This all started in Powell’s Bookstore in Portland, OR, last Sunday. I saw a book on a sale rack, called “The Good Soldiers” by David Finkel. It was about the Iraq war. I like reading books on war; partially because I’m a guy, and partially because my birth cohort was never asked or expected to fight in one, and I’ve always wondered how I would do. (Answer: really, really, badly.)
Two days later, I put the book down, amazed, moved and devastated, and called up NPR to see if they could get me into Walter Reed Hospital to pay a visit to the service members there.
I swear to you: I didn’t intend to write or talk about this in public. I didn’t want to be one of those guys who starts talking about the Wounded Warriors with the subtext of how wonderful I am for going to see them. But as will be evident, talking and writing about what I saw became very quickly both important for them and necessary for my own mental health. I’ll explain more after the jump.
While “The Good Soldiers” is a superb work of reporting and non-fiction writing, what really struck me – more than the heartbreaking stories of soldiers working, suffering and dying, and then those who survived adjusting to life afterwards – was the dates. The regiment that Finkel followed to Iraq was sent there as part of the “surge,” and stayed there from April 2007 to July 2008. I don’t know about you, but I remember those years really well. I published my first book, I travelled all over the country with my show, including to New York City to accept a Peabody Award, I attended a lot of fun parties, I shared a lot of good times with my wife and kids. I had a grand time. And all during that period, I can’t say I spared more than a passing thought for the men sent into the meat grinder of the Iraq War. As Finkel notes, we were told the surge worked. We were told violence was down. And it was. Fewer Americans died during those months than in the terrible days of 2003 and 2004. (For a gripping account of the early days of the war, see Martha Raddatz’ “The Long Road Home.”) But some did die, and more were gravely wounded, and I wasn’t paying attention. Reading Finkel’s book, I felt some shame about that, and some regret, and conceived a wild notion to take advantage of an upcoming trip to DC to try to rectify that error.
I asked my colleagues at NPR to see if Walter Reed would like me to visit the soldiers, hopefully in the company of the genuine celebrities NPR was hosting for this year’s White House Correspondents Association Dinner. (I thought the troops would be happier to see me if I was standing next to, say, John Legend.) But this was all just last Wednesday, it was all too sudden to sign up anyone else by Saturday, and so I found myself sitting by myself in the lobby of Building 10, Walter Reed Bethesda, at 10 AM Saturday morning, nervous as hell.
I was greeted by a Sergeant, an Army medic who had served in Basra, Iraq but now was attached to the hospital working with the Wish Well visitor program. (I will not mention any names in this account, both as I did a terrible job of keeping track of them, and because I don’t know, and didn’t ask, if the service members I spoke to would want their names publicized.) The Sergeant was matter of fact, and pleasant without being overly friendly. He told me that my name had been circulated around the ward, and that ten soldiers had elected to have me visit. He didn’t know if any of them knew who I was; he said most of their visitors were Congressional or Military, which resulted in a particular kind of visit, and that he expected they would just be grateful to visit with someone not there out of either a sense of self-importance or duty. He told me I would be spending about 10 minutes with each patient, for a total of about two hours. We got into an elevator and rose upwards.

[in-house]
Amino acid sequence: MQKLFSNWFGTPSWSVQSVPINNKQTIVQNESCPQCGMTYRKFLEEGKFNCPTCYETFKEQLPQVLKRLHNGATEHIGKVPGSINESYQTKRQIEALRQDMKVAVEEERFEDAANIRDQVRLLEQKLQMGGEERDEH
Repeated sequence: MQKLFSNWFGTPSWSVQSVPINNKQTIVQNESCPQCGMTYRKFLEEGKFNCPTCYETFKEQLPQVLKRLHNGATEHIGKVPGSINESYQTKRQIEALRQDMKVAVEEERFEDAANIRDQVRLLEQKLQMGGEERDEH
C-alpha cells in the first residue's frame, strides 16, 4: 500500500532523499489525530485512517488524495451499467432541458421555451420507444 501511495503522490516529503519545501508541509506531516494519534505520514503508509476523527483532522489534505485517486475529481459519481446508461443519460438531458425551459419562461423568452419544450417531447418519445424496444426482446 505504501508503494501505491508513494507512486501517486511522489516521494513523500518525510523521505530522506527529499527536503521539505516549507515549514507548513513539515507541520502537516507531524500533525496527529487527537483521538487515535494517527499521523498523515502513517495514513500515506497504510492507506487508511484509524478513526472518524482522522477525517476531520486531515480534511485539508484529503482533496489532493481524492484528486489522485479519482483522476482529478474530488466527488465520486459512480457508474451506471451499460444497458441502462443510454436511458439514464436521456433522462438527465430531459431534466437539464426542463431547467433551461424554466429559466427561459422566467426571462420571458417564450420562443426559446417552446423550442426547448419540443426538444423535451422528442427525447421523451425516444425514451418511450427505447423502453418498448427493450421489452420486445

The single best piece of advice I got in preparing for this visit came from, of all things, a profile of Garry Trudeau by my friend Gene Weingarten in the Washington Post. Trudeau has been deeply involved in writing about, advocating, and supporting wounded troops, and he told Weingarten:
“In these soldiers’ minds, their whole identity, who they are right now, is what happened to them. They want to tell the story, they want to be asked about it, and you’re honoring them by listening. The more they revisit it, the less power it has over them.”
My wife also gave me similar advice. “Don’t try to be amusing,” she said, knowing me well. “Let them talk.”
The first soldier was in bed, surrounded by six members of his family, including his fiance, who was slumped over asleep. His left foot was missing, and he was in obvious pain, and also obviously in a fog of painkilling drugs. I chatted with his family, and heard about his injury – an IED in Afghanistan. My memory of this first visit was foggy, because I was slowly realizing something that for the life of me I had not anticipated: the men I would be meeting were not in rehab, or in recovery. These were not the guys I had read about in magazine features, gamely learning to walk on prostheses or deal with TBI,, months after their injury. These were guys who had just been gravely hurt, weeks or in some cases days before. They were sitting with family members who – also just weeks or days before – had gotten a call from the Army or Marines saying, “Your son has been wounded in battle,” and had with hearts pounding and tears streaming thrown things into a bag and gotten on a plane for Germany or Washington. These wounds were fresh and raw, in every sense.
I will not, or can’t give you details of every visit I made that morning, even a day after. I sat by bedsides and, as Trudeau advised, asked them what happened, and heard their stories. As I listened, I tried to focus, and control my own feelings of horror and dismay, and my growing urge to walk out of the room and tell the Sergeant, patiently waiting outside, that I could take no more and needed to leave now. (The sergeant told me later that this does happen.)
But these are the things I remember most vividly, from the six men I spoke to yesterday: